Use this URL to cite or link to this record in EThOS: http://ethos.bl.uk/OrderDetails.do?uin=uk.bl.ethos.718698
Title: What you brought with you : a collection of poems accompanied by a contextualising exegesis
Author: Shimwell, Suzannah Eliza
Awarding Body: University of Leicester
Current Institution: University of Leicester
Date of Award: 2017
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Abstract:
What You Brought with You is a collection of free verse poems accompanied by a contextualising exegesis submitted for the degree of Doctor of English (Creative Writing) at the University of Leicester. The poems in the collection seek to examine familiar subjects through a humorous, sideways glance at the situation. They aim to approach the material with a light touch. Each poem attempts to reveal quirky and interesting elements in ordinariness. Employing quotidian subject matter, content and speech results in accessible, relevant poetry that attempts to examine social mores, behaviour and ideas. Following on from the collection the exegesis is divided into four chapters. The guiding democratic principles of accessibility and specificity permeate the entire text. The first chapter examines the technical role of poetic closure in the successful delivery of a poem. By likening the poem to a joke, the chapter argues that the all-important poetic payoff is achieved through careful setup. The second chapter focuses on content within the poems and looks at on the role of ekphrasis both as an inspiration for particular poems within the collection and in the development of the wider poetic. Building on the tradition of utilising life experience as art material, this chapter examines the fundamental importance of one’s personal involvement in reality in the process of shaping poetic intentions. The third chapter explores the particular use of tangible objects within the poems, and examines the disposable and ordinary nature of these articles and finds a triangular link between ideas, people and objects. The fourth chapter looks at quotidian speech and notes how the poems are structured along familiar speech patterns and how these patterns influence the content, sound and visual appearance of the poems. The exegesis concludes that these technical and content-based decisions are fundamental ingredients in the creation of a culturally relevant dialogical poetry.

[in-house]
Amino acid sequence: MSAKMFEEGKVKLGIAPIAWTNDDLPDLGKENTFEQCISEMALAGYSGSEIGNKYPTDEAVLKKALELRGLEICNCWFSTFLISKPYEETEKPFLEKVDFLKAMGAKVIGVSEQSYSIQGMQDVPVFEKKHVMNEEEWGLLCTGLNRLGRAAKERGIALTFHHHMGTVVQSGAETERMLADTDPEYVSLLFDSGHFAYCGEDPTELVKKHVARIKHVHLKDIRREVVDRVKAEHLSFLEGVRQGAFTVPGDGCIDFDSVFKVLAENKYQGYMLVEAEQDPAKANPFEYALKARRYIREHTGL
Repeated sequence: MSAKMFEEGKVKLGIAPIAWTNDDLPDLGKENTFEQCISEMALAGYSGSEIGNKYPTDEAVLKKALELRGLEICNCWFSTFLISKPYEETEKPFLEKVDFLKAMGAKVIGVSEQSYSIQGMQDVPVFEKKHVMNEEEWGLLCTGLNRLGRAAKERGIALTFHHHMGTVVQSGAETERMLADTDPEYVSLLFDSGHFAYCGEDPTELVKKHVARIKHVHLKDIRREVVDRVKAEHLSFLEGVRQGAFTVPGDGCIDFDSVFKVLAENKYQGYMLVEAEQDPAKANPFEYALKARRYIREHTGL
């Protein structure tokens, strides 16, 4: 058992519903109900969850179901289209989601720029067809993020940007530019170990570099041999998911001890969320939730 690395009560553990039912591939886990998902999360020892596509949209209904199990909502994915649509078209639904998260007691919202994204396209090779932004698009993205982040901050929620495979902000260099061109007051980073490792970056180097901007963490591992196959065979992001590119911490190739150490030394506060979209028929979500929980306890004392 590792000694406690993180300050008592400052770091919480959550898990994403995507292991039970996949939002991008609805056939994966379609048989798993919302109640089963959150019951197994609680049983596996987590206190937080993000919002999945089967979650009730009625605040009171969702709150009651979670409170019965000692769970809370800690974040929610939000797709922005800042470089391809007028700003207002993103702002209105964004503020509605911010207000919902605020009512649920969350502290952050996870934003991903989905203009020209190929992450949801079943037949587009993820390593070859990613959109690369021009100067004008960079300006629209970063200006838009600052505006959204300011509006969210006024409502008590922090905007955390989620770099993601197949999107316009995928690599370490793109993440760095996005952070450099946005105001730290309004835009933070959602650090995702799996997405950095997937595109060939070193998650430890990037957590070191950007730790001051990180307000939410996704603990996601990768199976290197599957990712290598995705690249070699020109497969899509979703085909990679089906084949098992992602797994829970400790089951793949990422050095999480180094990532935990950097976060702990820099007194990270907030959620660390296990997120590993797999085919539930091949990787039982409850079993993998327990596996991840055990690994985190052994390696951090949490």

Supervisor: Everett, Nick ; Whitehead, Harry Sponsor: Not available
Qualification Name: Thesis (Ph.D.) Qualification Level: Doctoral
EThOS ID: uk.bl.ethos.718698  DOI: Not available
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